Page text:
Schemes blocked on sustainability terms

Eric Pickles’ decision not to overturn an appeal decision refusing planning applications for a total of 6000 in Aylesbury demonstrates yet again that ‘sustainability’ is too vague a concept on which to hang the nation’s planning guidelines.

The NPPF has long been dubbed a ‘lawyers’ charter’ since its inception in March 2012, and decision-makers in all councils have struggled with the concept of sustainability and what it means in practical terms.

It would be a useful exercise to tot up the costs of the endless appeals up and down the country, not only in financial terms, but in terms of the well-being of the communities which find themselves under the developer’s cosh.

Full details of the Secretary of State’s decision are below:

Decision letter and Inspector’s Report on appeal relating to an application for:

  • 2,745 dwellings, 30,000 square metres of employment space, school, care home, railway station;
  • up to 3,000 dwellings, care home, land for a park and ride facility and a waste recycling facility, employment land, 2 schools, mixed-use local centre, and multi-functional green infrastructure
  • 20 dwellings, employment development and park and ride facility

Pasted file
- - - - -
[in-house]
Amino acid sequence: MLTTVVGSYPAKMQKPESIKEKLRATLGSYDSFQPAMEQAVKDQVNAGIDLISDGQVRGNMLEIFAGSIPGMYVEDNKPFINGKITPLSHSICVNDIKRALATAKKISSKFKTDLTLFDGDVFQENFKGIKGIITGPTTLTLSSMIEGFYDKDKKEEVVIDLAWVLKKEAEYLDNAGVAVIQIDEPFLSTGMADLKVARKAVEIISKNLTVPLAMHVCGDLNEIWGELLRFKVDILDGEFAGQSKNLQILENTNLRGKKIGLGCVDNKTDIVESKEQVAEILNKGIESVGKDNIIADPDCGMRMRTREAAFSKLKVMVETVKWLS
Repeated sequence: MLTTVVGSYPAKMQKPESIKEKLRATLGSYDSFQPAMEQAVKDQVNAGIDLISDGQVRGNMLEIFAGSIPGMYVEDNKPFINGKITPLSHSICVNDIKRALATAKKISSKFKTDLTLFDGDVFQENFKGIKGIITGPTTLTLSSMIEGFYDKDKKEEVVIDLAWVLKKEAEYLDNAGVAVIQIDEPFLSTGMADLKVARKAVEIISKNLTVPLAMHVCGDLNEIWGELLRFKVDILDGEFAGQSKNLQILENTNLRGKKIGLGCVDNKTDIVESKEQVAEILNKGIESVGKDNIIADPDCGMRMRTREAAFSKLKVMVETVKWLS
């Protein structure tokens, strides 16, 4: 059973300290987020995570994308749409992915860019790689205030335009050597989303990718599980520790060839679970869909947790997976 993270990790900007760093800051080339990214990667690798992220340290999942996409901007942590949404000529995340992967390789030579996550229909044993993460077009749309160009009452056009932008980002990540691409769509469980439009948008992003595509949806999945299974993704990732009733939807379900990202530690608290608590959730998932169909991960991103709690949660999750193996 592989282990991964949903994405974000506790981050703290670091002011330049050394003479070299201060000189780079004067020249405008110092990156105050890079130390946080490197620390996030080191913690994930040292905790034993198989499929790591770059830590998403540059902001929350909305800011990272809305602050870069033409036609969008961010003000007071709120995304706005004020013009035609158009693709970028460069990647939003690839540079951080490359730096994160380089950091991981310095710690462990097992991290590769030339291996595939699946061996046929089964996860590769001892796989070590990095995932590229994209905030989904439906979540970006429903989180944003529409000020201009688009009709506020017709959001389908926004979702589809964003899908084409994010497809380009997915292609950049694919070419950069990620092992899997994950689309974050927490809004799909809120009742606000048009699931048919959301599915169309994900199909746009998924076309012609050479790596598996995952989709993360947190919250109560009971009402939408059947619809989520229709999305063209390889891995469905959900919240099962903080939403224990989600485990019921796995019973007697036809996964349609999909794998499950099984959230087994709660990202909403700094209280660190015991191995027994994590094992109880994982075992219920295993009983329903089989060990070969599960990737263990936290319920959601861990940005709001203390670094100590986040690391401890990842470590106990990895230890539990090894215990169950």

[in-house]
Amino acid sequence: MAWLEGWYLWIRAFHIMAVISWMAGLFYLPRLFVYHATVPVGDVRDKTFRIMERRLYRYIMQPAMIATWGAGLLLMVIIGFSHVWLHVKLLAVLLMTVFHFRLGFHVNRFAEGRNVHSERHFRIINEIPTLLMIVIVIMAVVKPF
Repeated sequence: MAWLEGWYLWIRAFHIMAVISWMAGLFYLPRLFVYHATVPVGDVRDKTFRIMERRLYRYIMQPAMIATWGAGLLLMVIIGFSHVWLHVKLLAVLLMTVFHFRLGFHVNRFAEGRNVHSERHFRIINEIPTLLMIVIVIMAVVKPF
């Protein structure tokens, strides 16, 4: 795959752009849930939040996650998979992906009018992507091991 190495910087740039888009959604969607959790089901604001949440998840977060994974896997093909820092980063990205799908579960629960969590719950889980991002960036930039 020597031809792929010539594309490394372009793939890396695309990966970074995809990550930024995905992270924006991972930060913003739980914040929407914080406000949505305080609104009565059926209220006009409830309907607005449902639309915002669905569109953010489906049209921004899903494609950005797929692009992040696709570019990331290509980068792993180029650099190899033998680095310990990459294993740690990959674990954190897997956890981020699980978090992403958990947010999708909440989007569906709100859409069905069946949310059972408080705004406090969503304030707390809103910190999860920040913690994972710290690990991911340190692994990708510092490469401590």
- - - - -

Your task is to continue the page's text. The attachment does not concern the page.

• up to 220 dwellings and a park and ride facility

Communities Secretary Eric Pickles has agreed with the recommendations of a planning inspector and dismissed a series of recovered appeals involving proposals for a total of nearly 6,000 new homes at three separate sites around Aylesbury, Buckinghamshire.

Aylesbury Vale District Council had either refused the proposals or failed to determine them within the statutory period.

Developers wanted to build 3,000 homes at Hampden Fields (between Bedgrove and Weston Turville), 2,745 homes at Fleet Marston (west of Berryfields) and between 120 and 220 homes at Weedon Hill (north of Buckingham Park).

The developers involved were the Hampden Fields Consortium, Barwood Land and Estates Ltd and Hallam Land Management.

As well as major residential development some of the schemes included employment floor space, park and ride facilities, schools, care homes and community facilities.

The Secretary of State’s (SoS) decision letter said: “Overall, while recognising the important contribution which each of the appeal schemes would make to the social and economic wellbeing of the area, particularly through the provision of much-needed housing, the SoS considers that, in each case, there are adverse factors which significantly and demonstrably outweigh the benefits of the particular scheme.”

In one case the development didn’t do enough to promote sustainable development in general and sustainable transport in particular.

In another case the SoS concluded there would be significant impacts on the landscape. In respect of the other there serious implications for the highway network, which required a separate consenting regime to resolve.

Full documentation can be found here:


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